SEATTLE Attorney General Christine Gregoire today filed an antitrust lawsuit alleging Ken Behring, the Seattle Seahawks owner, used unfair and anti-competitive business practices in attempting to move his team to Southern California.
The antitrust action, filed in U.S. District Court, contends Behring violated federal and state antitrust laws and Washington's consumer protection statutes. It also makes a claim, on behalf of the state, that Washington's economy and the public welfare will be harmed if the Seahawks breach the Kingdome contract.
"This lawsuit is not just about football," Gregoire said at a mid-afternoon press conference at the federal court house in Seattle. "It's about fair play in business practices and fair play in keeping commitments to the taxpay ers of Washington."
Gregoire said Behring violated antitrust laws by engaging in anti-competitive actions intended to maintain his monopoly on professional football in Washington. The suit contends Behring "embarked on a campaign of innuendo and misinformation" to block other professional football teams from entering either the Seattle or Los Angeles markets, and now is playing both regions against each other.
Gregoire also noted that the state played a major role in assisting the NFL's creation of the Seattle franchise by facilitating the construction of the Kingdome. The state's expectation, she said, was to have a franchise in Washington to provide for substantial tax revenue, boost the state's general economy and provide "intangible and immeasurable benefits" to Washington citizens.
"Whether you care about professional football or not, this is a case of an NFL owner who has abused his power and is trying to take advantage of the people of Washington," Gregoire said.
In addition, the suit charges Behring violated Washington's consumer protection laws by selling fans 1996 season tickets without warning buyers of his plans to move the team. Consumers are entitled to see the team remain in Seattle, as was promised repeatedly by Behring.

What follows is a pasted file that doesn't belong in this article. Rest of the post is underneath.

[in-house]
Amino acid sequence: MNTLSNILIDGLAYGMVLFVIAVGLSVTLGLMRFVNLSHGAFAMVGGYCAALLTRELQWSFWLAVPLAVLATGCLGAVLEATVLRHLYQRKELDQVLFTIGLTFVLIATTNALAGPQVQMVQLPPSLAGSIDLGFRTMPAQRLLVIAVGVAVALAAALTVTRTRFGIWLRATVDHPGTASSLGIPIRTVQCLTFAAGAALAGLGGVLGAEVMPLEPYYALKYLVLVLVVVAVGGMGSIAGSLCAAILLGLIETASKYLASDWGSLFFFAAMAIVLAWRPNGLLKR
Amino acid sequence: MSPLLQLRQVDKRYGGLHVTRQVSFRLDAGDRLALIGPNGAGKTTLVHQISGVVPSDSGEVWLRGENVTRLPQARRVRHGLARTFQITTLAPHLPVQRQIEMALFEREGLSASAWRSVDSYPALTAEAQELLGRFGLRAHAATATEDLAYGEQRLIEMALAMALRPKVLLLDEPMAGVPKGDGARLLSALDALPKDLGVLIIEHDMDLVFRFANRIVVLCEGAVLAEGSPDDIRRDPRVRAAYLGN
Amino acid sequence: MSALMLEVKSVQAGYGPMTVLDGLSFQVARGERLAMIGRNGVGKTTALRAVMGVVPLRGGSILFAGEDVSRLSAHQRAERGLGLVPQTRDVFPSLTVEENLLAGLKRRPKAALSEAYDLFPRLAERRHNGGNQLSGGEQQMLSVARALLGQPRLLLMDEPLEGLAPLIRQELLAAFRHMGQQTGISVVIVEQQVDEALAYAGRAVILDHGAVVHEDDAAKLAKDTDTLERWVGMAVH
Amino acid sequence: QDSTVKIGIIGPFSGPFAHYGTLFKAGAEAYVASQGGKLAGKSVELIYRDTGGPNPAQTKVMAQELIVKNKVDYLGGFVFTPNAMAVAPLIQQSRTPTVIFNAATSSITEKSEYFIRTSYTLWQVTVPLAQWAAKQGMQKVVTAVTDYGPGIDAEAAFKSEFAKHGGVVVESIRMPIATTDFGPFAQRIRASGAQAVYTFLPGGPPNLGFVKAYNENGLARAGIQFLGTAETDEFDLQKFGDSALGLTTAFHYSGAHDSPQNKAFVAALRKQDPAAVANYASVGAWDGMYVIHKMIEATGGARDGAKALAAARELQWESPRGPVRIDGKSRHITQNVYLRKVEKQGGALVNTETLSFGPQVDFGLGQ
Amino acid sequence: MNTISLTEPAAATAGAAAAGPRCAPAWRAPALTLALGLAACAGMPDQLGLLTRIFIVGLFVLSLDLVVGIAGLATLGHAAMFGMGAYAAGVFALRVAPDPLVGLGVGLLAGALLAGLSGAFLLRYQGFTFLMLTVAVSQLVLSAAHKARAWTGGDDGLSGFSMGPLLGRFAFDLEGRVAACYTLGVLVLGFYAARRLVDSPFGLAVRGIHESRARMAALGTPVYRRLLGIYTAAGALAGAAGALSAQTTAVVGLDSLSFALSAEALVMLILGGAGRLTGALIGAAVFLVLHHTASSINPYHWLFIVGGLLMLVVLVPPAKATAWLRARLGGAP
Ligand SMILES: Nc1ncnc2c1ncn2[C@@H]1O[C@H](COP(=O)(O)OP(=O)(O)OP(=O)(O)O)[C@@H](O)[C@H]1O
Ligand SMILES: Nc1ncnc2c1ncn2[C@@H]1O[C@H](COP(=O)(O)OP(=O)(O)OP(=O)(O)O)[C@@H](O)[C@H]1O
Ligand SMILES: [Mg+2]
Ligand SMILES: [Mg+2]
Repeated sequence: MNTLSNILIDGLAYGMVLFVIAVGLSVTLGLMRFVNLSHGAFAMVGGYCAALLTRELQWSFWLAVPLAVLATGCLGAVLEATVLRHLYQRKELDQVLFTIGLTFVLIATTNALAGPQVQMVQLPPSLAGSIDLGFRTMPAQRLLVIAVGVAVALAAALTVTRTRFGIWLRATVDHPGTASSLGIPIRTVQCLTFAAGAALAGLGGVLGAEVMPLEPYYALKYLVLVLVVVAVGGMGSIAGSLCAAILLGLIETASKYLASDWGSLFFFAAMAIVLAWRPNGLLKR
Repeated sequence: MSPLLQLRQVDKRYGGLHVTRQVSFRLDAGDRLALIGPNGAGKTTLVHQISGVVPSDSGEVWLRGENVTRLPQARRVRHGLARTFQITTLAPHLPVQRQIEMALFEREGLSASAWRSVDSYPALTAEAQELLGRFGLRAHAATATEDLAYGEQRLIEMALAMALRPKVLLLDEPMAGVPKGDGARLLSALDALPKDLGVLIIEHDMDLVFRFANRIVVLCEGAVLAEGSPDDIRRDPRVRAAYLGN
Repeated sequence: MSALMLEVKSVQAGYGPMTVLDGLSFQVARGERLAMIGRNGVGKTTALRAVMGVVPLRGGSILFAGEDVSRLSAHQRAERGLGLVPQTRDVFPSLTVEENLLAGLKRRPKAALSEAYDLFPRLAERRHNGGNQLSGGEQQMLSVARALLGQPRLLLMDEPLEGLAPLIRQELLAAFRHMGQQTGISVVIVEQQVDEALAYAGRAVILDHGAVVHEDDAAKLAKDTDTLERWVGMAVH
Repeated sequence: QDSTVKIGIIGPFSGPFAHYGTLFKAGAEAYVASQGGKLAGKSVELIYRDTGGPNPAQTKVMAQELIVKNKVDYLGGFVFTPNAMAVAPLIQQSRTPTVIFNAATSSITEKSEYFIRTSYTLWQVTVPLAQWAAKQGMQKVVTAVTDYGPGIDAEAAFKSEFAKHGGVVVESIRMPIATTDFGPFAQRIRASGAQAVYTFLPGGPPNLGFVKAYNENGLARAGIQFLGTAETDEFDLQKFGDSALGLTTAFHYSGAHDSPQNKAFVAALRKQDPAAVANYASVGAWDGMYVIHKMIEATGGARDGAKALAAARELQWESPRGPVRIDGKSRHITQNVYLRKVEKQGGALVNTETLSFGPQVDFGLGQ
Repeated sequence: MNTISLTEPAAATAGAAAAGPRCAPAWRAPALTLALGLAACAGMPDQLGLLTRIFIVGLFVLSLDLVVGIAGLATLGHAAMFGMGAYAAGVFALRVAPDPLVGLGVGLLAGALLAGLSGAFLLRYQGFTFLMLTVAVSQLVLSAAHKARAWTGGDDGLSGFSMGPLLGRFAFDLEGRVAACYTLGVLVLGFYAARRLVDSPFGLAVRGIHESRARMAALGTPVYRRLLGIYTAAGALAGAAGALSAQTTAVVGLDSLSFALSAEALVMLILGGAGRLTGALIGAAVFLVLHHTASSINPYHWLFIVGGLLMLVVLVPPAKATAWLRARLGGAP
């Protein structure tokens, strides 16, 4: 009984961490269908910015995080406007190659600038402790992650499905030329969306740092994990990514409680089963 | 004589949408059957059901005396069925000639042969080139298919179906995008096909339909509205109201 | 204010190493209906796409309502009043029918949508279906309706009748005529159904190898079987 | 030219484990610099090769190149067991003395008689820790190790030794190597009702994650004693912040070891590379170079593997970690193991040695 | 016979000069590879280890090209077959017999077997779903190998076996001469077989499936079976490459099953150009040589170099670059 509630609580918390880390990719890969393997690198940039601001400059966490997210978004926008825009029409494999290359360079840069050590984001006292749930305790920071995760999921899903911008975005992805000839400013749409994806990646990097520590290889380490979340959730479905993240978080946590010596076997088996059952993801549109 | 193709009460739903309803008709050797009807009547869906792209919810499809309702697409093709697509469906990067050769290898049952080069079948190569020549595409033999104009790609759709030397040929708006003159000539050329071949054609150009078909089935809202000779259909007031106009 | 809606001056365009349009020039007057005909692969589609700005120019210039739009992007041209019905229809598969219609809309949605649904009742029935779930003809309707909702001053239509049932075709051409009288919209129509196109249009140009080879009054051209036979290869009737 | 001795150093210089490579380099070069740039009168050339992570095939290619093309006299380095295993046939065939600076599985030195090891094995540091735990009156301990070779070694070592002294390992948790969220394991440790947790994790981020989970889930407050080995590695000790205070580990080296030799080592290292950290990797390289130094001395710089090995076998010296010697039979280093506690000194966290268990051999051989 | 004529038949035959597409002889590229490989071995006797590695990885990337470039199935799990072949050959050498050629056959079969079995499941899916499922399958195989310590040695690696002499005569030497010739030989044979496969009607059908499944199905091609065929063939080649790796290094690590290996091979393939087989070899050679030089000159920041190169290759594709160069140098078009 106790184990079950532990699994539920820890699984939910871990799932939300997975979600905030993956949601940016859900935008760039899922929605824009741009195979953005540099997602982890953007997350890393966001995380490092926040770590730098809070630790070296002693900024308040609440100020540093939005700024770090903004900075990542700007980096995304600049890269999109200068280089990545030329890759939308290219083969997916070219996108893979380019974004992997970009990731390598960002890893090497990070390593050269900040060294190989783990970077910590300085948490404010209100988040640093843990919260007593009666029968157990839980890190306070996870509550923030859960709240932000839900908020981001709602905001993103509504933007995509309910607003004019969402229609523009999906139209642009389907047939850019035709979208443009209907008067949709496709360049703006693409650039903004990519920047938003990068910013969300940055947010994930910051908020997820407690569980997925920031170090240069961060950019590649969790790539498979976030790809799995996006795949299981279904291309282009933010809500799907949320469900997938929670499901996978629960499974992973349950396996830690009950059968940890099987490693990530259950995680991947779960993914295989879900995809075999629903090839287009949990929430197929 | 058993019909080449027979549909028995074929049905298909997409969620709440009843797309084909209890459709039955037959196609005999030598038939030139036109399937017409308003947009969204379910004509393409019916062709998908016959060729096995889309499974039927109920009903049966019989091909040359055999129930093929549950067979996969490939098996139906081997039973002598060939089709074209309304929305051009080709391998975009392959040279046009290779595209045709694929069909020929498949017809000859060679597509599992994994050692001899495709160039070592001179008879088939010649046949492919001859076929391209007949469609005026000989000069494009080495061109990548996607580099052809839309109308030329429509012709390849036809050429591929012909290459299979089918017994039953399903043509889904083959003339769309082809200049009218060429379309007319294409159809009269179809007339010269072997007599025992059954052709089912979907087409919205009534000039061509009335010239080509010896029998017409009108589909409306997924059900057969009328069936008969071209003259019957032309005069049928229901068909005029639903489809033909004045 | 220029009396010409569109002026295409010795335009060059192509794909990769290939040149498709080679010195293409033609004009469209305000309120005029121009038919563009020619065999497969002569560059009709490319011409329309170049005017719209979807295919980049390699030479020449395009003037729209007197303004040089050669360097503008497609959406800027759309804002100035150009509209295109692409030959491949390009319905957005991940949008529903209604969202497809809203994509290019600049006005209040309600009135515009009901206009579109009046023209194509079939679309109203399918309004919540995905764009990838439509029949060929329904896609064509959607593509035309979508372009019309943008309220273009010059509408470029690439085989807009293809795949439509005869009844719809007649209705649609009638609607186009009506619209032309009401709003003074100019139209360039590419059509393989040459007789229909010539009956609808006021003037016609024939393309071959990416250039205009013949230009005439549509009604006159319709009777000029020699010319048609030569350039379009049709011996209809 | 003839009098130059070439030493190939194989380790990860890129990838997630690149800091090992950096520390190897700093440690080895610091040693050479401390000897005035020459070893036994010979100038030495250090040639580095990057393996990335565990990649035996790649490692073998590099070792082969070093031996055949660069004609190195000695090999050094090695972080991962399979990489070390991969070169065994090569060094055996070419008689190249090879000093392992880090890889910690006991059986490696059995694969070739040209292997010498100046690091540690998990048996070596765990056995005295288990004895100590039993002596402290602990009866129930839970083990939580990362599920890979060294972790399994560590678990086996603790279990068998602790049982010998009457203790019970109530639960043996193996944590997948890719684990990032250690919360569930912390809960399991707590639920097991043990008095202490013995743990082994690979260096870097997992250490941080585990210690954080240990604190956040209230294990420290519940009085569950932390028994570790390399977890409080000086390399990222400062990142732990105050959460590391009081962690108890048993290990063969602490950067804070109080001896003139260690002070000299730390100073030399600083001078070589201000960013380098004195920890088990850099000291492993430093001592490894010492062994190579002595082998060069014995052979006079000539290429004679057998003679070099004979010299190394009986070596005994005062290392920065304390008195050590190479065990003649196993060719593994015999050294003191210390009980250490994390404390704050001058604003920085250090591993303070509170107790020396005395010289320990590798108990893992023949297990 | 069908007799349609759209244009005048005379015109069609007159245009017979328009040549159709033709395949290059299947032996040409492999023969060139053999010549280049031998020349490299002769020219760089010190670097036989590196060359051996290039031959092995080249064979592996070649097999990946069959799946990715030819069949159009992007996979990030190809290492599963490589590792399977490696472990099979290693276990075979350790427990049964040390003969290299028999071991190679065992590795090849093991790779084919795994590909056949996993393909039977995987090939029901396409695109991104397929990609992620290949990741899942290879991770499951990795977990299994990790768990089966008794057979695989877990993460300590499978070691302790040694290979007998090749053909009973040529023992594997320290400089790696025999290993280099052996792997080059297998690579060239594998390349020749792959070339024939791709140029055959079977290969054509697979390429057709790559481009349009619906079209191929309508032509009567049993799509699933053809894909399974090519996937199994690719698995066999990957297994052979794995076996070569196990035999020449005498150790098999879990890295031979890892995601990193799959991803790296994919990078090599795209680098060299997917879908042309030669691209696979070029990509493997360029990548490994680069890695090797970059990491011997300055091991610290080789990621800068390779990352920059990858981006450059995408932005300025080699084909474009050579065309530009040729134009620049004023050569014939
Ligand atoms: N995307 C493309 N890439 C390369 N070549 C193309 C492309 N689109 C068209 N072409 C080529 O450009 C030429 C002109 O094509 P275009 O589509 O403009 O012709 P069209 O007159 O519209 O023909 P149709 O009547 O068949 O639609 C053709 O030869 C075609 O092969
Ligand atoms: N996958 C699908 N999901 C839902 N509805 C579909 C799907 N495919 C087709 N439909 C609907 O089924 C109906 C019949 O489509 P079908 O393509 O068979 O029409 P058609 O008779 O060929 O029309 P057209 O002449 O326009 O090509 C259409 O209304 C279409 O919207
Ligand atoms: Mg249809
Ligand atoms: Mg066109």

Gregoire is asking the federal court to order Behring to keep the team in Seattle. She said this is the only appropriate remedy, and further, he likely could not afford to pay the potential damages, which under federal antitrust laws, could total $1 billion. In addition, the lawsuit asks the court to order the team to repay consum ers, impose civil penalties and award court costs.
King County Executive Gary Locke, who joined Gregoire at the press conference, said, "We'll fight Ken Behring with every legal weapon we have and in every court in the land. We have a valid lease for 10 more seasons in the Kingdome and we intend to make Mr. Behring honor it. I asked Attorney General Gregoire for help, and I thank her for acting aggressively to protect the interests of fans and taxpayers of this state."
The Attorney General's Office today also filed a request to inspect and copy Seahawks' documents, a motion for a court order requiring the team to preserve all documents, and a series of questions for the defendants to answer. In its request for documents, the state is seeking any information that may be related to the lawsuit.
The Attorney General said this action is expected to proceed separately from the lawsuit King County has filed in state court. "Our action states different violations of the law and will proceed separately," she said.
Gregoire also noted that her office has assigned an assistant attorney general to help King County in its case.
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Contact: Senior Assistant Attorney General John Hough
Fred Olson, Director of Administration